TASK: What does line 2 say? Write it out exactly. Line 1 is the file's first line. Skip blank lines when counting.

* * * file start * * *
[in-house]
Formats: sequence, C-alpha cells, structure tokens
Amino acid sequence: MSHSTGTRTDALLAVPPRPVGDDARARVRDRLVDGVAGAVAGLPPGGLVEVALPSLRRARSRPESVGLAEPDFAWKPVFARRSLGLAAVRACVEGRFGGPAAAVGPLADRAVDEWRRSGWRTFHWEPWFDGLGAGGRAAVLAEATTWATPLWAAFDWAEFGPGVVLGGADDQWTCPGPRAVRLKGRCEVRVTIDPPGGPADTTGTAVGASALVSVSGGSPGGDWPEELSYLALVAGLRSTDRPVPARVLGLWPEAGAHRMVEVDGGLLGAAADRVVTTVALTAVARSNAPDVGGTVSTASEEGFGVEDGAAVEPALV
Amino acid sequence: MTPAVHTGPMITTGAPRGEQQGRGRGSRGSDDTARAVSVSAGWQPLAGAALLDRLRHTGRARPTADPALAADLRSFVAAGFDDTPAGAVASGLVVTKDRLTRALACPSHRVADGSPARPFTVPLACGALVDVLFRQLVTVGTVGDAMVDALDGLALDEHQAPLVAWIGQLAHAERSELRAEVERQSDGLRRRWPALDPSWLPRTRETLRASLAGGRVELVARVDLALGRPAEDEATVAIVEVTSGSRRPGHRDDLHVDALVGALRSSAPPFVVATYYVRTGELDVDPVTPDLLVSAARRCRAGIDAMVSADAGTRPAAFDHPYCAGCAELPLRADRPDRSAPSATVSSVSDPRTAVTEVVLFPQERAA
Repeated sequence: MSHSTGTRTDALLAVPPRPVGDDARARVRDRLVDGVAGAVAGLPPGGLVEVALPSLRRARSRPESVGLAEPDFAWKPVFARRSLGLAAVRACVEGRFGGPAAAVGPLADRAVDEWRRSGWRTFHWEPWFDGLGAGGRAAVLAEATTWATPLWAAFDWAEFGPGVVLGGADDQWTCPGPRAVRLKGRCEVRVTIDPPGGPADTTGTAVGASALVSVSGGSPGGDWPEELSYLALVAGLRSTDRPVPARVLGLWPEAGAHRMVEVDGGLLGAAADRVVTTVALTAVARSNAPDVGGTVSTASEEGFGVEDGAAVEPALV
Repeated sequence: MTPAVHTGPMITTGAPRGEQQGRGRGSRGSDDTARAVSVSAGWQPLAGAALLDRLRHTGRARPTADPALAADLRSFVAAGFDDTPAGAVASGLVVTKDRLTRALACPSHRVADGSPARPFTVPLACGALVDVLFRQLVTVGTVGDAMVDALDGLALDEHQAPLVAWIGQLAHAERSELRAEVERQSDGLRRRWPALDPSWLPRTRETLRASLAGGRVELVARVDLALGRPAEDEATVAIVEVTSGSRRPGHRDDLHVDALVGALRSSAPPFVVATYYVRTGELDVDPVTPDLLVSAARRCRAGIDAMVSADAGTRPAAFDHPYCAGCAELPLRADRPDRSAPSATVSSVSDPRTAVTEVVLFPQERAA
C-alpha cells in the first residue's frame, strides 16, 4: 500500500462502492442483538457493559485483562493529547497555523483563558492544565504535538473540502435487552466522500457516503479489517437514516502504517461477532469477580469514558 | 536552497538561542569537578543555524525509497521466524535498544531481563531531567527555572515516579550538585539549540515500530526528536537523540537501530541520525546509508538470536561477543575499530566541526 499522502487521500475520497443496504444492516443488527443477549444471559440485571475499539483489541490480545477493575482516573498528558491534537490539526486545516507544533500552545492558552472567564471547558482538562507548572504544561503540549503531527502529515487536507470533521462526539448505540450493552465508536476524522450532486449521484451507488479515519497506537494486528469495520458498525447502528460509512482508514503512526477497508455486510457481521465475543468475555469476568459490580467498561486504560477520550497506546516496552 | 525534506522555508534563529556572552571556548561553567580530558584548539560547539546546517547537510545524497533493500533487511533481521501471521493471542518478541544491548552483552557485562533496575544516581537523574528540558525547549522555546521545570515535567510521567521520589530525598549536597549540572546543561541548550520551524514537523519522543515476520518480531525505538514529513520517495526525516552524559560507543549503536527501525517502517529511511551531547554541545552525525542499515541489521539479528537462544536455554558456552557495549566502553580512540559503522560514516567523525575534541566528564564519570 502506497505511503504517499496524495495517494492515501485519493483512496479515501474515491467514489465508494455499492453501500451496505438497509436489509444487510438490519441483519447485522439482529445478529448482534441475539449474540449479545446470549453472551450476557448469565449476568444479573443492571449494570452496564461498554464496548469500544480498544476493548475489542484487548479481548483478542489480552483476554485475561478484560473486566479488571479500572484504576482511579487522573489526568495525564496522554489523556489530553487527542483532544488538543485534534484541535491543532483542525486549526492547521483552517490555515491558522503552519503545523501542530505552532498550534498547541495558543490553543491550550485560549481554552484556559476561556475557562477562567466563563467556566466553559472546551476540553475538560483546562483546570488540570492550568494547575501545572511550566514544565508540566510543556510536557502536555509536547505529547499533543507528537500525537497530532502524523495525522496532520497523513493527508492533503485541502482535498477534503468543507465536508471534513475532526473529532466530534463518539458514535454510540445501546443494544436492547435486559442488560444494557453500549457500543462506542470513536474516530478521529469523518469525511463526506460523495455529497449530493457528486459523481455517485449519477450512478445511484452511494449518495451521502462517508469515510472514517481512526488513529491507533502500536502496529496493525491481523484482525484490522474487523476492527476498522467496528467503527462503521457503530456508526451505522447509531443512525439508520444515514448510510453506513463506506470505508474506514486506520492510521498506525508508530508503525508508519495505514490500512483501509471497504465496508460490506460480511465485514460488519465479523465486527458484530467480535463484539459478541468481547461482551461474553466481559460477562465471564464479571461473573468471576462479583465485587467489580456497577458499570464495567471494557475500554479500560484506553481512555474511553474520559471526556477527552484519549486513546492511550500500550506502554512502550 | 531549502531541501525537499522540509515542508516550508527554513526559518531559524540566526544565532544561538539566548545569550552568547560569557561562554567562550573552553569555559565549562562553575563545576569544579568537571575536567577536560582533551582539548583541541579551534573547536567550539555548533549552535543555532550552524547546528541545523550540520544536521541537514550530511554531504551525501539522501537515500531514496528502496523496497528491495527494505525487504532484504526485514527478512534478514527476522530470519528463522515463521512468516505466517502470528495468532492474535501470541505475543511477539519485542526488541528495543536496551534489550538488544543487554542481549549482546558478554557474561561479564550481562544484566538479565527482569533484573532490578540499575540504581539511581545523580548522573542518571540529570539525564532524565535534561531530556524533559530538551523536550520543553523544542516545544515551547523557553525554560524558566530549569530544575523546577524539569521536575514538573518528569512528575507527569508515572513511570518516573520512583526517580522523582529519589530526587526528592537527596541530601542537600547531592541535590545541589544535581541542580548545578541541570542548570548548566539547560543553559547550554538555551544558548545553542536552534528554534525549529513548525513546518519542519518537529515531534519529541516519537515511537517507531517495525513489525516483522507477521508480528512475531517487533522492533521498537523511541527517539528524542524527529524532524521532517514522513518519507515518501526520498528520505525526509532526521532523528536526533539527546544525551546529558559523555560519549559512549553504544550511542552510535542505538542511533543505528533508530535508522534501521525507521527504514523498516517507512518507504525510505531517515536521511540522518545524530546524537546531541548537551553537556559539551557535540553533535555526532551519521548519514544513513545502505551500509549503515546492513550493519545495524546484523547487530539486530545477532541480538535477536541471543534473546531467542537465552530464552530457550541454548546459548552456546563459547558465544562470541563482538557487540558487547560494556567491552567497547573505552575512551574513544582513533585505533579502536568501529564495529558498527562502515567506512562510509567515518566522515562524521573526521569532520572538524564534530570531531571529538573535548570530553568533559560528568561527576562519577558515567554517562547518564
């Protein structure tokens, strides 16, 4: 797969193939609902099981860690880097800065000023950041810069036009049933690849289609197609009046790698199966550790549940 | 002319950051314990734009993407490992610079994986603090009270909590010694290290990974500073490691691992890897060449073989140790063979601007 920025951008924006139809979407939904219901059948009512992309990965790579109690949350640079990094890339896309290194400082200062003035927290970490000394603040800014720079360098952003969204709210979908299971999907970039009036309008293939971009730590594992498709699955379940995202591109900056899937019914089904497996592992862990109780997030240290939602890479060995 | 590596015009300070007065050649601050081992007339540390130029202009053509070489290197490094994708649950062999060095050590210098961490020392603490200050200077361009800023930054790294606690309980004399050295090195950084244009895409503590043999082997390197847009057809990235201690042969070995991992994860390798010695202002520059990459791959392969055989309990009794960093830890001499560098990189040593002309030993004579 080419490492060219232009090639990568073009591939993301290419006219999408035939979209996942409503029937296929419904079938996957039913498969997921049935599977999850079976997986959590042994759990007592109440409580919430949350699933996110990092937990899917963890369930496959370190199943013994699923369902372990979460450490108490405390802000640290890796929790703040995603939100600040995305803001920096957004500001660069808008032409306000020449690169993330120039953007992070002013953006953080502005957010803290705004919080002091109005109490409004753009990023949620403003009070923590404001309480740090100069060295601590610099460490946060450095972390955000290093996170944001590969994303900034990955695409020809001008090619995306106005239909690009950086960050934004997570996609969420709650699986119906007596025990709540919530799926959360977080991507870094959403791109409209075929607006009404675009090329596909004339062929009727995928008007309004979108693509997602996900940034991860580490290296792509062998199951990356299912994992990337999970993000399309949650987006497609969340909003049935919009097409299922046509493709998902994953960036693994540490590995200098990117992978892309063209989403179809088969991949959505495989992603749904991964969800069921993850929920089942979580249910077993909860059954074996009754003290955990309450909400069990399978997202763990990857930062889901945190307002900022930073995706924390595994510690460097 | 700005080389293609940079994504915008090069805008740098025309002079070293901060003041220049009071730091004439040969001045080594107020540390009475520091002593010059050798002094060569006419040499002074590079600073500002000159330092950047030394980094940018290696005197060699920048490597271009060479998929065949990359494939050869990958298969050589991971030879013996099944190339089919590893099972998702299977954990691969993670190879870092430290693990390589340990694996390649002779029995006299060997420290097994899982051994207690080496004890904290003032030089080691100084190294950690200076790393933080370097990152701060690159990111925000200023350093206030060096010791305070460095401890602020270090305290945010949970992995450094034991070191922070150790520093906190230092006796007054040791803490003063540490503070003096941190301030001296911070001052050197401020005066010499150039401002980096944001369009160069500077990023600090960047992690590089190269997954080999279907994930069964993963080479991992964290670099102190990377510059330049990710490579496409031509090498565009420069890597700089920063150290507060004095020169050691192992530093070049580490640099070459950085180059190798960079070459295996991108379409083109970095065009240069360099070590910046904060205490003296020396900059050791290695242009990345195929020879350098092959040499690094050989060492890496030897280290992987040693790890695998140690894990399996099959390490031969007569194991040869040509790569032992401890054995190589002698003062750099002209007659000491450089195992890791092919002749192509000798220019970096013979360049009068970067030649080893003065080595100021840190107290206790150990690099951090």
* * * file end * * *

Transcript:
Formats: sequence, C-alpha cells, structure tokens